Snooping Binmen Given iPads


A council in the north of England will soon arm its binmen with iPads despite pressure to cut costs

Binmen in Bury will soon be given iPads by the local council to help keep track of which residents are not recycling or are putting out overweight bins.

The council, which is targeting savings of £18m over three years, will reportedly buy 22 iPads and dashboard-mount one in each of its collection trucks in time for service changes in October.

The council is tight-lipped over the cost, citing “commercial sensitivities”, but the tablet retails at £399 each, which would total nearly £9,000. Money will also have to be spent on training staff in their use, as well as the dashboard-mounting.

The devices will be used to guide drivers around new routes and compile lists of who needs assistance in putting bins out.

Drop-down lists of every house on each street also allow drivers to log houses that do not leave bins out, or those that are damaged or overweight. The iPad will then relay this information straight to the council’s customer service call centre.

This means anyone contacting the council can be told immediately why their bins have not been collected, rather than having to wait until routes are finished.

The council says the scheme’s intention is to improve collection rates and customer service, and boost recycling but it has predictably met with criticism.

A dirty business

Robert Oxley, campaign manager of the Taxpayers’ Alliance, told the Press Association: “It beggars belief that a council making huge savings can find this money to splash out on iPads.

“Residents want bin services that are reliable and efficient, not council staff monitoring what they’re throwing out with expensive gimmicks.”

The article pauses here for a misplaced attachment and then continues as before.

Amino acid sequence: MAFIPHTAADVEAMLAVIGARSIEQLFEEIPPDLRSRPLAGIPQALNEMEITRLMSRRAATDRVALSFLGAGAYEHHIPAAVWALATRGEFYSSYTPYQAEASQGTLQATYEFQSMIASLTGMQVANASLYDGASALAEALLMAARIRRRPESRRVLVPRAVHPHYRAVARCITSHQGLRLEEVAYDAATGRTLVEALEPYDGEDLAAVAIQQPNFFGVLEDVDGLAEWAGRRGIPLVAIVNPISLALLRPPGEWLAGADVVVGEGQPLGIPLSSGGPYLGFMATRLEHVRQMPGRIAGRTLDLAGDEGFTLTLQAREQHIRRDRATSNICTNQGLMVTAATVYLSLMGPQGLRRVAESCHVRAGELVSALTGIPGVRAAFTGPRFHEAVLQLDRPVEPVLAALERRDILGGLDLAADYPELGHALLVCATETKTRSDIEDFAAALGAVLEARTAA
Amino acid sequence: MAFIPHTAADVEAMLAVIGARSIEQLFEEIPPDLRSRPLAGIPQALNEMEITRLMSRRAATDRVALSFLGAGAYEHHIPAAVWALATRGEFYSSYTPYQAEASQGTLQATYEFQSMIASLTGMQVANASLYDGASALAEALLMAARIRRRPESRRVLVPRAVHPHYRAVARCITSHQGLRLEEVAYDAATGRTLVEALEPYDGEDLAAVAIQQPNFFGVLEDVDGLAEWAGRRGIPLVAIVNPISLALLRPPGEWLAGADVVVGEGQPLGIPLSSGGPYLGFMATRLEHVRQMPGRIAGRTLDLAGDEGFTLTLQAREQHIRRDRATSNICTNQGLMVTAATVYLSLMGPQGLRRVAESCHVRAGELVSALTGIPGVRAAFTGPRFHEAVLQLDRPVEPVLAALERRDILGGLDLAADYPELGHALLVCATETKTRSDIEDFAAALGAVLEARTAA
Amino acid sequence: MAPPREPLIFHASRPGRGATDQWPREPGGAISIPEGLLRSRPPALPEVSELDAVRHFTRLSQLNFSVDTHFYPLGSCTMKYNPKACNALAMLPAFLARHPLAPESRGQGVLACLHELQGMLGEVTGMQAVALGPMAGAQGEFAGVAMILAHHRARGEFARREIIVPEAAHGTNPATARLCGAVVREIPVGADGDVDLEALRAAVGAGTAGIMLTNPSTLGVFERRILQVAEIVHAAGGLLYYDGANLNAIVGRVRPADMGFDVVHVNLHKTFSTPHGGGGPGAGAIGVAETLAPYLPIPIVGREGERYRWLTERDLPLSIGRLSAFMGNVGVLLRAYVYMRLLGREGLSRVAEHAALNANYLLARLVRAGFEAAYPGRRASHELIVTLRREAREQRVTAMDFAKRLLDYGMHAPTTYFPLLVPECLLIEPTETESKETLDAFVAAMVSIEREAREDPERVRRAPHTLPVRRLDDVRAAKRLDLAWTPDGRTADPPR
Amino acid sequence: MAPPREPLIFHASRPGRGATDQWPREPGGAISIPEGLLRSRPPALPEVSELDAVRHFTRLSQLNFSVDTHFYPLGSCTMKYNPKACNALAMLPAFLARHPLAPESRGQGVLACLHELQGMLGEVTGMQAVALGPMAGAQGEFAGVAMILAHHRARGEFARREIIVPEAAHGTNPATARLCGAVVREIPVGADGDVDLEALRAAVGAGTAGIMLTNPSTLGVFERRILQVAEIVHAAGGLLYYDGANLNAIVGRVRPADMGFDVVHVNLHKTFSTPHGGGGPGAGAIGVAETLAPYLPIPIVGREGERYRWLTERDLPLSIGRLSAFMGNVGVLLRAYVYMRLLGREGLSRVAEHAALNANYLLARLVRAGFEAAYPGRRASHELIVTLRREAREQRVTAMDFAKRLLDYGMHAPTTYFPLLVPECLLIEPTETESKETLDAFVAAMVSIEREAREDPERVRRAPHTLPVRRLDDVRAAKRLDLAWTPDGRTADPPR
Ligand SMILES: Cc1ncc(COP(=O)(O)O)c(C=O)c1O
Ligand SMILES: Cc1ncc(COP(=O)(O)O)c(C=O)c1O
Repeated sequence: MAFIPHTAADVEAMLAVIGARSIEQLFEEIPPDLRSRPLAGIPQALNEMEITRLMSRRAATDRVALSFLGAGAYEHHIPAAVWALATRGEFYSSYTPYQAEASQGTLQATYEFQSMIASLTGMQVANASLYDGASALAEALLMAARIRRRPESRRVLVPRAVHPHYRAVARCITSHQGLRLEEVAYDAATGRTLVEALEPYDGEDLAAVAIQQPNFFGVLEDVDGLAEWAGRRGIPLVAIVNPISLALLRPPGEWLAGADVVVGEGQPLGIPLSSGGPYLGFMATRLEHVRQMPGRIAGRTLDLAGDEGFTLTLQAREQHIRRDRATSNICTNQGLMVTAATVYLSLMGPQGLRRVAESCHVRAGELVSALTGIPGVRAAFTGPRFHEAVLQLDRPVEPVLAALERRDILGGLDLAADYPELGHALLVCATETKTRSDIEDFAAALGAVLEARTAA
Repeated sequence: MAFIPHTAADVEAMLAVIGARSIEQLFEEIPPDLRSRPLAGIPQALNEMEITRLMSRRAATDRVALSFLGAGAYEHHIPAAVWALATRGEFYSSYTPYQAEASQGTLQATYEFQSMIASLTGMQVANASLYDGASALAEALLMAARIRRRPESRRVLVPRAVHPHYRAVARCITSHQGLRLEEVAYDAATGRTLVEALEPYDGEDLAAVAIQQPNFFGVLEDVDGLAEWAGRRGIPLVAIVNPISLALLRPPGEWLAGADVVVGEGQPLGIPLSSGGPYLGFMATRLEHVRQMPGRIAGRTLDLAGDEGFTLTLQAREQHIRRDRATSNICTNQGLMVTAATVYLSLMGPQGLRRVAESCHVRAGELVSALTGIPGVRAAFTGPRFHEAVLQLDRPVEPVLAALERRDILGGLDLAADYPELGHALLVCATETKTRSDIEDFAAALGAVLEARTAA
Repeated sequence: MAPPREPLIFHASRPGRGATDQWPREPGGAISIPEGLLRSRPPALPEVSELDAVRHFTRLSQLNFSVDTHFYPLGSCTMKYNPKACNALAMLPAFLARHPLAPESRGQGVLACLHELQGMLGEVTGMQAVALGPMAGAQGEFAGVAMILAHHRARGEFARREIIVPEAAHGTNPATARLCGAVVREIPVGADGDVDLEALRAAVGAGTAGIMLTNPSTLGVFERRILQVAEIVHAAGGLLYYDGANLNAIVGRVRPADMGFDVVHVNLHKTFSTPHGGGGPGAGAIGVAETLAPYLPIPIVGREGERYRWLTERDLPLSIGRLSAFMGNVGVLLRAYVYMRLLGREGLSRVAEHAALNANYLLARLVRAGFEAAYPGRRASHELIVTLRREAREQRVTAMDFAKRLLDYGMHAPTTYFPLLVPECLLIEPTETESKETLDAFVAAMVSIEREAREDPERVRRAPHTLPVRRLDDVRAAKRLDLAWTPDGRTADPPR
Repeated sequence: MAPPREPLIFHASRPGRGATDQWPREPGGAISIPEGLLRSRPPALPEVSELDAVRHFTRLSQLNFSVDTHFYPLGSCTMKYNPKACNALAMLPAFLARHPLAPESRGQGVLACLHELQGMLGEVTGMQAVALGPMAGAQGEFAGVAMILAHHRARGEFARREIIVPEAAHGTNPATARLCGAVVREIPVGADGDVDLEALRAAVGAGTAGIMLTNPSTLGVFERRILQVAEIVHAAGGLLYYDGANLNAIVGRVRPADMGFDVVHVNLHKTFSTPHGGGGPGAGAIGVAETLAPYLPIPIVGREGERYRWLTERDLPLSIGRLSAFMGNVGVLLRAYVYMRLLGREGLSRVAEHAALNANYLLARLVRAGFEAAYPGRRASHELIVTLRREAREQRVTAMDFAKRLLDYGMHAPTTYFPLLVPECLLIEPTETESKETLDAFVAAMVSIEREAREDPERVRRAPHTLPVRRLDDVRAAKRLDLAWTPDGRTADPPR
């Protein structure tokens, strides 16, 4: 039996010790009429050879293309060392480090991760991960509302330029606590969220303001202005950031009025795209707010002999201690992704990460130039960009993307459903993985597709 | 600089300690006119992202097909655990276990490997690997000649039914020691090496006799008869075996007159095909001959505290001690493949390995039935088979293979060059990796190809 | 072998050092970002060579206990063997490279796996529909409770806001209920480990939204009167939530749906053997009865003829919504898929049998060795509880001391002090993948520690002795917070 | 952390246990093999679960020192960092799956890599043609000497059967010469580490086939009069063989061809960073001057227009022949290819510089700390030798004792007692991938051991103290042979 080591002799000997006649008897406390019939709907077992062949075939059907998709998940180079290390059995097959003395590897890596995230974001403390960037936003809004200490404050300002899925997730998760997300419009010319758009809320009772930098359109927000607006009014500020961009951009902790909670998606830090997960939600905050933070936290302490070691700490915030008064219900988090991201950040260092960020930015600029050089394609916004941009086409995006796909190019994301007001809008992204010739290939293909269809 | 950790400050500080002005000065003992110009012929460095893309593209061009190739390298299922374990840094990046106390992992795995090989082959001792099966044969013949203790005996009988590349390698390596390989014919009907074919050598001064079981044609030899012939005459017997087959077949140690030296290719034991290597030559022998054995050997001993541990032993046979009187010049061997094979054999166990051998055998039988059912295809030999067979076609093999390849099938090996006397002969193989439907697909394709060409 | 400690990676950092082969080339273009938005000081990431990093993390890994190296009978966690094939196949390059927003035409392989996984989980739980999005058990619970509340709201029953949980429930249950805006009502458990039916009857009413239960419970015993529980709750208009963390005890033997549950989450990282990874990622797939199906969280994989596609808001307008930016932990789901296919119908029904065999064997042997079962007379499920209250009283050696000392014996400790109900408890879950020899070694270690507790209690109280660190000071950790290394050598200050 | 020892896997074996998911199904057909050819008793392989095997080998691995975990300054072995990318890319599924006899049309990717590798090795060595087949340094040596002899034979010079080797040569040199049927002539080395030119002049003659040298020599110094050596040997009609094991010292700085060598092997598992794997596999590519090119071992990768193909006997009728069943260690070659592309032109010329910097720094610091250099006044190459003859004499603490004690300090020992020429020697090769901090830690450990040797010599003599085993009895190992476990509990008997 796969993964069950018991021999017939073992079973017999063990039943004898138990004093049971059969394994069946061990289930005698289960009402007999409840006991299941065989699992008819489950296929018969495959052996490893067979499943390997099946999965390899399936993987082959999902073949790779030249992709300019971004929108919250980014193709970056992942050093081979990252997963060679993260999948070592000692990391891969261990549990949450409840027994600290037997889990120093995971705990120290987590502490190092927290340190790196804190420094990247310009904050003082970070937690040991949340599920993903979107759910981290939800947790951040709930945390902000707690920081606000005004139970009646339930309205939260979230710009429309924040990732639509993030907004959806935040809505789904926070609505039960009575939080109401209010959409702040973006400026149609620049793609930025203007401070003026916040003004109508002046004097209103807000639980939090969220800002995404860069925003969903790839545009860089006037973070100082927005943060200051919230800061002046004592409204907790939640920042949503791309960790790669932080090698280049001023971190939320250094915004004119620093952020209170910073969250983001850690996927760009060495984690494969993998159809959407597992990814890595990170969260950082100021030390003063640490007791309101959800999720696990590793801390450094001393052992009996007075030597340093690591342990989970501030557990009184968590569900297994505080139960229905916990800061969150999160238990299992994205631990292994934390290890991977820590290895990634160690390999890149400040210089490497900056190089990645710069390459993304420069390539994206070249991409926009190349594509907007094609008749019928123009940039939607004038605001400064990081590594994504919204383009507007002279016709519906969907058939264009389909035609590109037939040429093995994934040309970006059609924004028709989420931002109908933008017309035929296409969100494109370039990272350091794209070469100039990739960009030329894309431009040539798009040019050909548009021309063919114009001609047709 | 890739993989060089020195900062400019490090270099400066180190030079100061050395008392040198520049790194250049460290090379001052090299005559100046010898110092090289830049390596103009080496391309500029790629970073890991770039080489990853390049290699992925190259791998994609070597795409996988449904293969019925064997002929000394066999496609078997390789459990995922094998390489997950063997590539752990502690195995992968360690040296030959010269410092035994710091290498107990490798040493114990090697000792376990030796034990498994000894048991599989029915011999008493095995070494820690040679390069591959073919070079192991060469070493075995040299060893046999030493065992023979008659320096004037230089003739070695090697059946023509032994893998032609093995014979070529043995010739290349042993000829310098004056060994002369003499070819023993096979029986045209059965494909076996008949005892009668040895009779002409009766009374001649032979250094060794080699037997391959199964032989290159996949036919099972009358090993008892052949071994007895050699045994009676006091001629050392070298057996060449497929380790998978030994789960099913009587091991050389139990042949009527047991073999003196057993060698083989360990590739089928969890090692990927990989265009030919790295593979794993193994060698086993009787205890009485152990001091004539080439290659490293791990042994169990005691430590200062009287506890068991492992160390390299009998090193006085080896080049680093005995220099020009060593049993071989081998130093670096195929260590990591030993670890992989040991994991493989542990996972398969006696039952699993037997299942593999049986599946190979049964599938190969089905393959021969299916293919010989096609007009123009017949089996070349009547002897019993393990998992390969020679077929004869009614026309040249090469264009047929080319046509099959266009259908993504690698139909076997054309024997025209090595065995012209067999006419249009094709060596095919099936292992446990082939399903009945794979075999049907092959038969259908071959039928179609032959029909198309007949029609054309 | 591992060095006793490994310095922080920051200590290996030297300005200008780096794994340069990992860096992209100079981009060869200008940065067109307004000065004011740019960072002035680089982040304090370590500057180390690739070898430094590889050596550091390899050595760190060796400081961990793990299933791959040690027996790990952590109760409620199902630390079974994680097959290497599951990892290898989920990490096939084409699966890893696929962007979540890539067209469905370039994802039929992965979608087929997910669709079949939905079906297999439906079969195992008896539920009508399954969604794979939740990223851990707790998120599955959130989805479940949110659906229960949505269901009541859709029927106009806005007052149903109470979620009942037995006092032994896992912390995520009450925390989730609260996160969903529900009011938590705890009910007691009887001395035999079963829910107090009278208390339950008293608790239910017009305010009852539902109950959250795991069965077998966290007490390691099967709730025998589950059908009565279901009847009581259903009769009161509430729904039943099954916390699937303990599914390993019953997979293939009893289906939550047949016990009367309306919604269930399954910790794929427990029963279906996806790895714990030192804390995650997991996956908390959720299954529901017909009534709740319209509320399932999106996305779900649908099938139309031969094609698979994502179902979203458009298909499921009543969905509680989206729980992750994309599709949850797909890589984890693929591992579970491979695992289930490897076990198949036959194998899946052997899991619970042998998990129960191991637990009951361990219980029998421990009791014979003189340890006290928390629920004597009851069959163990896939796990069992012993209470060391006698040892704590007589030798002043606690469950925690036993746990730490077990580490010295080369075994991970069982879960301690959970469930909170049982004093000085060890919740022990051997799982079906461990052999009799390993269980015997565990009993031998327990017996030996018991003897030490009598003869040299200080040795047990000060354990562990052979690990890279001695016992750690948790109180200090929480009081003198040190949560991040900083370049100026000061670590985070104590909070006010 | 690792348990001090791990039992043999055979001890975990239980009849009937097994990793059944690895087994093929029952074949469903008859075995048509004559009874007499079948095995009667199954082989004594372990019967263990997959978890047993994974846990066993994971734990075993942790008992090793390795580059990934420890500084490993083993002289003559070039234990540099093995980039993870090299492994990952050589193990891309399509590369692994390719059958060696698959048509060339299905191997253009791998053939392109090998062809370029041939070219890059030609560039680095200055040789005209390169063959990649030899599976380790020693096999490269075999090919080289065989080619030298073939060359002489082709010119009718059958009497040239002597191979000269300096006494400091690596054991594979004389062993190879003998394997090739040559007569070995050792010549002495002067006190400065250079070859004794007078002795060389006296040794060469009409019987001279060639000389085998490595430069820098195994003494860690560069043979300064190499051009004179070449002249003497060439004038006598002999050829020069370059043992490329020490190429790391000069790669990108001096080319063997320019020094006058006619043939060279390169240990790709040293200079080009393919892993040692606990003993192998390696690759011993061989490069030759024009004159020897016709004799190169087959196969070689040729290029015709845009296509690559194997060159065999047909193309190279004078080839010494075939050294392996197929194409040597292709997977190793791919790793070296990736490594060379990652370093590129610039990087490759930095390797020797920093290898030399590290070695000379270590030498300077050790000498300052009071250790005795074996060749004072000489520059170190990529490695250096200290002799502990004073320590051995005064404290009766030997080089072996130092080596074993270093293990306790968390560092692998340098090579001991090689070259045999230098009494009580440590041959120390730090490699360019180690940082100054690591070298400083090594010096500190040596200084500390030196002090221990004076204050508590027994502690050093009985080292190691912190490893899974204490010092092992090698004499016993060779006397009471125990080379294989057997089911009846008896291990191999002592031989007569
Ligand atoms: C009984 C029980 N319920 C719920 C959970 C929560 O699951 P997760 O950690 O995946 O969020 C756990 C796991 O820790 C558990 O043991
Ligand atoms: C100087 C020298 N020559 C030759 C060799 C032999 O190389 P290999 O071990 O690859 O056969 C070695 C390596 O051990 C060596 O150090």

But Glenn Stuart, Bury Council’s head of waste management defended the scheme, telling local newspaper the Prestwich Advertiser it would replace paperwork which is often lost or damaged.

He said: “Waste collection is a dirty operation. Nothing will be lost. It is captured and retained for future benefit.

“The iPads will be pre-loaded with all round information and streets and houses can be seen on the screen.”

Giving new technology to refuse collectors has previously proved a mixed PR benefit for the companies involved. When Biffa gave Blackberrys to its staff last year, the company attempted to remove the word “binmen” from the resulting blitz of media stories, saying it gave the wrong image.

Runaway success

Apple’s iPad has run away with the consumer market for tablets and continues to make inroads in to all kinds of commercial and educational applications.

A school in Kent is set to kit out its 1,400 pupils with iPads in time for the next academic year and British Airways is trialling the iPad among flight attendants to assist with customer service functions.

The third iteration of the iPad is expected to be launched early 2012, as Apple gets used to life without the day-to-day input of the talismanic Steve Jobs.

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